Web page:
This memorial notice begins: 'Elegy and Epitaph on Thomas Williams, Late Dempster, or Hangman, of the City of Edinburgh'. The dedication under the title begins: 'Who died the 5th of January 1833, aged 66 years. He was upwards of 12 years in that capacity, and conducted himself with wonderful propriety, which few does in his line. This shows, that whatever occupation in life we follow, a man may keep his character somewhat blameless.' The first line of the elegy itself reads, 'SCARCE had the infant year begun', while the opening line of the epitaph reads, 'HERE lies TAM WILLIAMS, our city Dempster'. A 'dempster' was a legal officer who repeated the sentence after the judge.
This broadside contains a song of mourning dedicated to the memory of Thomas Williams, who worked as a hangman - or doomster - in Edinburgh from 1819 to 1833. The elegy and epitaph are fondly commemorative in tone, virtually saying that somebody had to do this job and that 'Tam' performed his onerous duties well. It appears that the hangman's job became something of a family business, since Tam's son, John, followed in his footsteps. For performing this demanding job, Thomas Williams was given a free house and received a weekly wage of 12 shillings. This wage was known as the 'Doomster's Allowance'.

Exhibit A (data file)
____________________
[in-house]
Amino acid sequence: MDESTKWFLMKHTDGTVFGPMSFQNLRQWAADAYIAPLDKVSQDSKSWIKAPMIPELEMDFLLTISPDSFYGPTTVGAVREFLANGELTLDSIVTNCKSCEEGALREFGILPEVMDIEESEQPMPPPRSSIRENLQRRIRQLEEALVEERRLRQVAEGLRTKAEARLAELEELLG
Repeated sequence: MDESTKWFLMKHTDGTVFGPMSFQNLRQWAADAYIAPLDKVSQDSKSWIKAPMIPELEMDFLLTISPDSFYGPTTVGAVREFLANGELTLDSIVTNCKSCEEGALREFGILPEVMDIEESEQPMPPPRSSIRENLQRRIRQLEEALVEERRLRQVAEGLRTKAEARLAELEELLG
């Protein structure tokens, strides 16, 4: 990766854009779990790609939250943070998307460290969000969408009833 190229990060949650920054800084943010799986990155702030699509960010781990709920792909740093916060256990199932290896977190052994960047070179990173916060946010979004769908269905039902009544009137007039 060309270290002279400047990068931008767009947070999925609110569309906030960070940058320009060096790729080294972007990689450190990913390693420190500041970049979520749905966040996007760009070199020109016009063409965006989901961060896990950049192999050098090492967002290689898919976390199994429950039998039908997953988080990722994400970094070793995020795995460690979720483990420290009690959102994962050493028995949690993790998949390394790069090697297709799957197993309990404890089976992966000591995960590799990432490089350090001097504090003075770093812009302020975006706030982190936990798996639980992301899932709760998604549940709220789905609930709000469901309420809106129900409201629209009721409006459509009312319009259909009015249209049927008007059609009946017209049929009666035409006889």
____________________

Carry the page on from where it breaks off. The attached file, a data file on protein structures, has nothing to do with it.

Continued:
Broadsides are single sheets of paper, printed on one side, to be read unfolded. They carried public information such as proclamations as well as ballads and news of the day. Cheaply available, they were sold on the streets by pedlars and chapmen. Broadsides offer a valuable insight into many aspects of the society they were published in, and the National Library of Scotland holds over 250,000 of them.
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